Wednesday, September 17, 2008

Canon 5D mark II (update 3)


Canon has announced the successor to the "venerable" (at three years, that's like 21 years in digital time) 5D. They are continuing the tradition they started in the seventies with the Canon F1, to not update the name of the camera, but instead add a Mark number. (Apple started a similar practice, so you had the silly situation of owning a "Powerbook G3 (Bronze Keyboard)" or a "PowerMac G4 (Mirrored Drive Doors)" (wow, that was a lot of "quotes" and (brackets) in one sentence).) So it's the 5D mark II. It has HD video and is priced at around $2,700.

They've also gone with the big megapixel numbers, it's 21MP. I'd have counceled agin that, but they also have ISO settings up to 6400 plus two levels of boost, so it seems they are confident it can deliver despite the tightly packed pixels. We'll see how that turns out.
"It was described to us as offering the highest image quality of any EOS DSLR to date, with noise levels significantly lower than the original 5D."
(news item.)

I've gone with the Nikon D90 for now, due to good performance and compact size, but it's good to know that if and when I want higher rez, I have a reasonably priced and sized option. I'm still concerned about lenses though. It seems to me that if most available lenses are out-resolved by a 12MP camera, then a 21MP camera needs really friggin' good lenses to be worthwhile. And that means buying new lenses, and big/heavy ones and expensive ones. The lenses designed up until a few years ago were designed for 35mm film, and that resolution is nowhere near these levels.

And it seems both Canon and Nikon are realizing this, both are slowly releasing new high-performance lenses to match the new big cameras. Like the newly announced Canon 24mm F:1.4. Thirteen elements including two aspherical ones in a prime lens! Impressive I'm sure, but I'd rather have a smaller and cheaper, but equally sharp F:2.0 lens. But nobody seems interested in 2.0 lenses these days, sadly.

By the way, I'm not sure why everybody and his dog is so excited about the convergence of still cameras and video cameras. If you need professional quality of either, you'll always need a dedicated camera. And if you don't, then either camera will fit in your breast pocket and can be bought for peanuts now, so what's the bother of carrying one of each?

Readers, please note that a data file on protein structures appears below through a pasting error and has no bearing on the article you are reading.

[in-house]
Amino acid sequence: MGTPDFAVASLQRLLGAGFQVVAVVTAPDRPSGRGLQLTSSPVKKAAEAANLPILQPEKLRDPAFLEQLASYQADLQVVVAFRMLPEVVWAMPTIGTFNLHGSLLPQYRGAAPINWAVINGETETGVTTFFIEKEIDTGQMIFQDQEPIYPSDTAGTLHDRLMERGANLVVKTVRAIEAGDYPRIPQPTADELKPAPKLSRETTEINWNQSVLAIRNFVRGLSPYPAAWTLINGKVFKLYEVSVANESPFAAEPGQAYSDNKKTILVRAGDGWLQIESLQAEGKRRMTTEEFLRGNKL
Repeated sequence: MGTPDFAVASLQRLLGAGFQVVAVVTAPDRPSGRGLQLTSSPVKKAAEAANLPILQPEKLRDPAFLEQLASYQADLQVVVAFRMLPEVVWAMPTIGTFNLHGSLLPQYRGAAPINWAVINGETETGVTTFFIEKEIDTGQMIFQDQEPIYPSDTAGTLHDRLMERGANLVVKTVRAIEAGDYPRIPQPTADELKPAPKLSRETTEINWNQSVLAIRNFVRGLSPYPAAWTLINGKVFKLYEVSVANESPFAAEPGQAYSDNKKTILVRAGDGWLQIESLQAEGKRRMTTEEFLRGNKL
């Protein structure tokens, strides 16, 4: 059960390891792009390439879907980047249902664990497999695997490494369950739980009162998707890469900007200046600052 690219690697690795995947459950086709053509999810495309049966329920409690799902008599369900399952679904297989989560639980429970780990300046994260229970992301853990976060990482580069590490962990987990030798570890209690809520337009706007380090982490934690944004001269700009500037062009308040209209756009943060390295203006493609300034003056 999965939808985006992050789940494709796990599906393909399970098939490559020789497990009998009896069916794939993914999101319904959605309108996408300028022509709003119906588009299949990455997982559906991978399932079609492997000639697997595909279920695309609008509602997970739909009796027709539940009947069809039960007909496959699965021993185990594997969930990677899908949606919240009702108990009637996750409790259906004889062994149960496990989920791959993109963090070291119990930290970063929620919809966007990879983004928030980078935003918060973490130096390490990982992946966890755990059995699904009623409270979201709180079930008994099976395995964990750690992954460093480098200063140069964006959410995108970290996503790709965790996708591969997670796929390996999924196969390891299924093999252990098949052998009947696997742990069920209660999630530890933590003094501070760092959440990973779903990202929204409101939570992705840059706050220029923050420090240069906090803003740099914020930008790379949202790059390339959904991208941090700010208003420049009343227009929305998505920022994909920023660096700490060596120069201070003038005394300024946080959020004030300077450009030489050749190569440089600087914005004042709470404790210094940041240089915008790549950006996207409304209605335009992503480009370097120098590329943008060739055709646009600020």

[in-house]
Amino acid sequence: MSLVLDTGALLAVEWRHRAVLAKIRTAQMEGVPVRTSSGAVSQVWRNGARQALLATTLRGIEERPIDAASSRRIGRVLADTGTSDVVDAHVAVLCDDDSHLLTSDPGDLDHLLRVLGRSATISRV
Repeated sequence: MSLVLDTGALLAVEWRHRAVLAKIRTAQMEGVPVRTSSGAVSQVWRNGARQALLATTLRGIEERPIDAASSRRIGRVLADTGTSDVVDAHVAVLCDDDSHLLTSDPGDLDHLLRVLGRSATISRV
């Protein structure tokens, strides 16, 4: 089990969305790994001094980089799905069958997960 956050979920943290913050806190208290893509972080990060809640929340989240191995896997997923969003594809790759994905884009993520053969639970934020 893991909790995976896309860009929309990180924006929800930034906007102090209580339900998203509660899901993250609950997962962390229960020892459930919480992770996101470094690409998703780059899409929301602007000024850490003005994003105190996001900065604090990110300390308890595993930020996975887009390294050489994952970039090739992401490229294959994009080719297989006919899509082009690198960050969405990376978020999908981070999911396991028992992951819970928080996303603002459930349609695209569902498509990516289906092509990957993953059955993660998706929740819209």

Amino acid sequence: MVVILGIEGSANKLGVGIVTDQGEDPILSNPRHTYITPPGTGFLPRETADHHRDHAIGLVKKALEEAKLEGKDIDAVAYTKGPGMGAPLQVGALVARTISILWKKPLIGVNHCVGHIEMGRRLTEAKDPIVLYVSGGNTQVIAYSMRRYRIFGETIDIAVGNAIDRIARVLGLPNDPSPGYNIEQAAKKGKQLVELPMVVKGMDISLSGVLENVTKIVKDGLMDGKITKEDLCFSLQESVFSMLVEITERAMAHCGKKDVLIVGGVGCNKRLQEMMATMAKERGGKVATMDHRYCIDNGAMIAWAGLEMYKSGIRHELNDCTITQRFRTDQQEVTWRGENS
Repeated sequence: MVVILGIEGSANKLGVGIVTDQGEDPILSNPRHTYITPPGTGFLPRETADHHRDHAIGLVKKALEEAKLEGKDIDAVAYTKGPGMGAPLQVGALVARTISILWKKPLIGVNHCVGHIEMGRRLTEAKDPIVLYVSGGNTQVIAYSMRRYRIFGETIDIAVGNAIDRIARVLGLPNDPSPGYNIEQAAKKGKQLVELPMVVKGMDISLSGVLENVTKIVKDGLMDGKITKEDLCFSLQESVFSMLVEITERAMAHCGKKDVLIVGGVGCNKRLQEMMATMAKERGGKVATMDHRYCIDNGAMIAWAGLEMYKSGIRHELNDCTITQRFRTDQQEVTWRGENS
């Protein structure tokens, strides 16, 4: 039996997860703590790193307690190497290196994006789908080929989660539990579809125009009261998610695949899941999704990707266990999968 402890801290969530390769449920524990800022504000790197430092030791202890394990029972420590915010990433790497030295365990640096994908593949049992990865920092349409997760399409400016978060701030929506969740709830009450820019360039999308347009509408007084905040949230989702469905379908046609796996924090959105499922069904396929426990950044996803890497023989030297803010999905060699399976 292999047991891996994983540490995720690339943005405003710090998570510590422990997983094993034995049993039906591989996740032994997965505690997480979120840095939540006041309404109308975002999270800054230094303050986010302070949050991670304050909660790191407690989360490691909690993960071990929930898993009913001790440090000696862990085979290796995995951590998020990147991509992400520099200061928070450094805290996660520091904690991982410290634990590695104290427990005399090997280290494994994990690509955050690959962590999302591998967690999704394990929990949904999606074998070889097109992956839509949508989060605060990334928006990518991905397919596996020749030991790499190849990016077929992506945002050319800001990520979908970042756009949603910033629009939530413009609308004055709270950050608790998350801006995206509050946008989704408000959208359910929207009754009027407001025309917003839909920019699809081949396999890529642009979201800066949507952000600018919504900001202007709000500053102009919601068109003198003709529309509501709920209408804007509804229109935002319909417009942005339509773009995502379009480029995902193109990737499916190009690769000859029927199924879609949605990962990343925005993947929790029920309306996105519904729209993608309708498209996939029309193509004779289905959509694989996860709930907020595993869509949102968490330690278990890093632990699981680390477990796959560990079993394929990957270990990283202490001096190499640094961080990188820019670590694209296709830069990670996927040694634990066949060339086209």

Update: Dave of Imaging-Resource tells me:

Thanks for the link! We just (finally) got a mess of images and illustrations from Canon, we'll be updating our 5D Mark II page for the next day or two.


I think the video feature of this and the D90 are really intended just to let people take "video snapshots" without having to bring a second camera along, rather than being aimed at any sort of professional use. (Although I could imagine (for instance) a wedding photoographer using the 5DmkII's video with sound to record short clips of things like "the kiss", guests wishing the bride and groom well, etc). I know the idea of video snapshots is certainly the reason I'm attracted to the D90. (My own kit is Nikon, else I'd go for the 5DmkII because of its audio input.) Currently, I have to drag a digicam in addition to my D80 along on trips, just so I'll be able to grab the occasional "snapshot" of something involving motion. I think both the D90 and 5DmkII will sell like hotcakes, in many cases pulling people upmarket to buy them rather than cheaper SLRs in each mfr's line, just for the video feature.